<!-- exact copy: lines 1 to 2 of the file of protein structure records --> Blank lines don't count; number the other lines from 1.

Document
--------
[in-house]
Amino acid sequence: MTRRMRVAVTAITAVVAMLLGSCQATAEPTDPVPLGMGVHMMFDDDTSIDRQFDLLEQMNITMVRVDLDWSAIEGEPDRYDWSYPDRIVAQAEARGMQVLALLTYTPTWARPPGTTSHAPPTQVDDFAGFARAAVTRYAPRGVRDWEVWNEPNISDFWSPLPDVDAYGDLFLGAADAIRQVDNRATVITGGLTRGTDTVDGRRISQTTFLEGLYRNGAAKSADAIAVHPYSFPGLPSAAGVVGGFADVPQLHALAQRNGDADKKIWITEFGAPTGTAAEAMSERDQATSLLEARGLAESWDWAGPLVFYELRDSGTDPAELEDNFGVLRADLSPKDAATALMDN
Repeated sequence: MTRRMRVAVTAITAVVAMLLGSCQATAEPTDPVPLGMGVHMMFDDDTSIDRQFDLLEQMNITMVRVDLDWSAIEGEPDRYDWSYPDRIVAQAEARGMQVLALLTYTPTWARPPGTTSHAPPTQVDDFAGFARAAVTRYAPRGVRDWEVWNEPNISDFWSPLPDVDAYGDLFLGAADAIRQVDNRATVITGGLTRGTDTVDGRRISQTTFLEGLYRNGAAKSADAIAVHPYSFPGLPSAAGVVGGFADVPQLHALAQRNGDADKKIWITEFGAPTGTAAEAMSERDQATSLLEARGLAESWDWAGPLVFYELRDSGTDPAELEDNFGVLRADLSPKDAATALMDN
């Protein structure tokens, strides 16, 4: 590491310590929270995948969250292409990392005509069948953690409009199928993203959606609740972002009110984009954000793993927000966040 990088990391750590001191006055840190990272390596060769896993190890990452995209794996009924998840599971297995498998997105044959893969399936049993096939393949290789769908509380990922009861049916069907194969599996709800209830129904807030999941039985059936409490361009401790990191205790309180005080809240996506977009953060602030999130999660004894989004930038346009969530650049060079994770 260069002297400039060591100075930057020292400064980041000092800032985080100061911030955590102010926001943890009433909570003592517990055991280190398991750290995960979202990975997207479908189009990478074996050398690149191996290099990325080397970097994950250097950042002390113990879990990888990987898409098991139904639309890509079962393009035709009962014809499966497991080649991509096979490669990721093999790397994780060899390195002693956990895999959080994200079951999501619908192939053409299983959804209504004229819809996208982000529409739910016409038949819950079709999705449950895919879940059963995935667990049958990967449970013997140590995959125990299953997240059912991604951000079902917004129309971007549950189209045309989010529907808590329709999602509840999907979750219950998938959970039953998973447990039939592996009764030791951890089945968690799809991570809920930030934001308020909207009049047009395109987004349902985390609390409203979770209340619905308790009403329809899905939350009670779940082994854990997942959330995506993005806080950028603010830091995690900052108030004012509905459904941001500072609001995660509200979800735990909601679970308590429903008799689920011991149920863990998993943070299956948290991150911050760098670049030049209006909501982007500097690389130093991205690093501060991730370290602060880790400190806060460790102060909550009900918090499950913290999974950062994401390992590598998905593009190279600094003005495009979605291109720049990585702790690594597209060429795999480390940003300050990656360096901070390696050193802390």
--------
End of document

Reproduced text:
[in-house]
Amino acid sequence: MTRRMRVAVTAITAVVAMLLGSCQATAEPTDPVPLGMGVHMMFDDDTSIDRQFDLLEQMNITMVRVDLDWSAIEGEPDRYDWSYPDRIVAQAEARGMQVLALLTYTPTWARPPGTTSHAPPTQVDDFAGFARAAVTRYAPRGVRDWEVWNEPNISDFWSPLPDVDAYGDLFLGAADAIRQVDNRATVITGGLTRGTDTVDGRRISQTTFLEGLYRNGAAKSADAIAVHPYSFPGLPSAAGVVGGFADVPQLHALAQRNGDADKKIWITEFGAPTGTAAEAMSERDQATSLLEARGLAESWDWAGPLVFYELRDSGTDPAELEDNFGVLRADLSPKDAATALMDN